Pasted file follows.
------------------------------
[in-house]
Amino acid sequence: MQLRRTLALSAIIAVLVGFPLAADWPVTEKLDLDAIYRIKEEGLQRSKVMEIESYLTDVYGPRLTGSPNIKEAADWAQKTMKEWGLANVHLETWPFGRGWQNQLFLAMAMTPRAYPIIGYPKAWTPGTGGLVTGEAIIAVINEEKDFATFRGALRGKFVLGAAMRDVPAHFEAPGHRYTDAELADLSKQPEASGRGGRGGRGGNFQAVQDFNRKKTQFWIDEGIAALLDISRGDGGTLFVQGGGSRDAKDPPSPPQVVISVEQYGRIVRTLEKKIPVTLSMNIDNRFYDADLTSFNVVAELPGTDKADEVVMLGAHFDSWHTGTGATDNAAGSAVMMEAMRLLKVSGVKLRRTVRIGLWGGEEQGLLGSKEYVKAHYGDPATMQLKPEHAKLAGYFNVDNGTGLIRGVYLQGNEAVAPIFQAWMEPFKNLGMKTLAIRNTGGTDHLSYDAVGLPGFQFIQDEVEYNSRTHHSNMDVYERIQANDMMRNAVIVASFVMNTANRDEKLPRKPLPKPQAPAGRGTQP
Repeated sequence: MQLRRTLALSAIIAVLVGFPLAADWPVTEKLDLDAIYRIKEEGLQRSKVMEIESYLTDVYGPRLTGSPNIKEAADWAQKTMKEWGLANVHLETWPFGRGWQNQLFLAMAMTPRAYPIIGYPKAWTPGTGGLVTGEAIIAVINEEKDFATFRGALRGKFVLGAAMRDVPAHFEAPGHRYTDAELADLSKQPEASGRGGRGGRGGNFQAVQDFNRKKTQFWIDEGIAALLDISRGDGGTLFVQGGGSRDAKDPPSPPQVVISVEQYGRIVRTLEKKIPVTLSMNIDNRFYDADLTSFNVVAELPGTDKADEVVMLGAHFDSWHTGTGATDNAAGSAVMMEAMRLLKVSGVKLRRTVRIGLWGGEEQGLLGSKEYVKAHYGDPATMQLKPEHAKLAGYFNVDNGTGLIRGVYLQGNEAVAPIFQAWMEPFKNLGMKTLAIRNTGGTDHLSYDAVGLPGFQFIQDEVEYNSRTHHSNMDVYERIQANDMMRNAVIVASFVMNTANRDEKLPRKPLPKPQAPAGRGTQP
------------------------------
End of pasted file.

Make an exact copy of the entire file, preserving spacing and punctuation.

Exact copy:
[in-house]
Amino acid sequence: MQLRRTLALSAIIAVLVGFPLAADWPVTEKLDLDAIYRIKEEGLQRSKVMEIESYLTDVYGPRLTGSPNIKEAADWAQKTMKEWGLANVHLETWPFGRGWQNQLFLAMAMTPRAYPIIGYPKAWTPGTGGLVTGEAIIAVINEEKDFATFRGALRGKFVLGAAMRDVPAHFEAPGHRYTDAELADLSKQPEASGRGGRGGRGGNFQAVQDFNRKKTQFWIDEGIAALLDISRGDGGTLFVQGGGSRDAKDPPSPPQVVISVEQYGRIVRTLEKKIPVTLSMNIDNRFYDADLTSFNVVAELPGTDKADEVVMLGAHFDSWHTGTGATDNAAGSAVMMEAMRLLKVSGVKLRRTVRIGLWGGEEQGLLGSKEYVKAHYGDPATMQLKPEHAKLAGYFNVDNGTGLIRGVYLQGNEAVAPIFQAWMEPFKNLGMKTLAIRNTGGTDHLSYDAVGLPGFQFIQDEVEYNSRTHHSNMDVYERIQANDMMRNAVIVASFVMNTANRDEKLPRKPLPKPQAPAGRGTQP
Repeated sequence: MQLRRTLALSAIIAVLVGFPLAADWPVTEKLDLDAIYRIKEEGLQRSKVMEIESYLTDVYGPRLTGSPNIKEAADWAQKTMKEWGLANVHLETWPFGRGWQNQLFLAMAMTPRAYPIIGYPKAWTPGTGGLVTGEAIIAVINEEKDFATFRGALRGKFVLGAAMRDVPAHFEAPGHRYTDAELADLSKQPEASGRGGRGGRGGNFQAVQDFNRKKTQFWIDEGIAALLDISRGDGGTLFVQGGGSRDAKDPPSPPQVVISVEQYGRIVRTLEKKIPVTLSMNIDNRFYDADLTSFNVVAELPGTDKADEVVMLGAHFDSWHTGTGATDNAAGSAVMMEAMRLLKVSGVKLRRTVRIGLWGGEEQGLLGSKEYVKAHYGDPATMQLKPEHAKLAGYFNVDNGTGLIRGVYLQGNEAVAPIFQAWMEPFKNLGMKTLAIRNTGGTDHLSYDAVGLPGFQFIQDEVEYNSRTHHSNMDVYERIQANDMMRNAVIVASFVMNTANRDEKLPRKPLPKPQAPAGRGTQP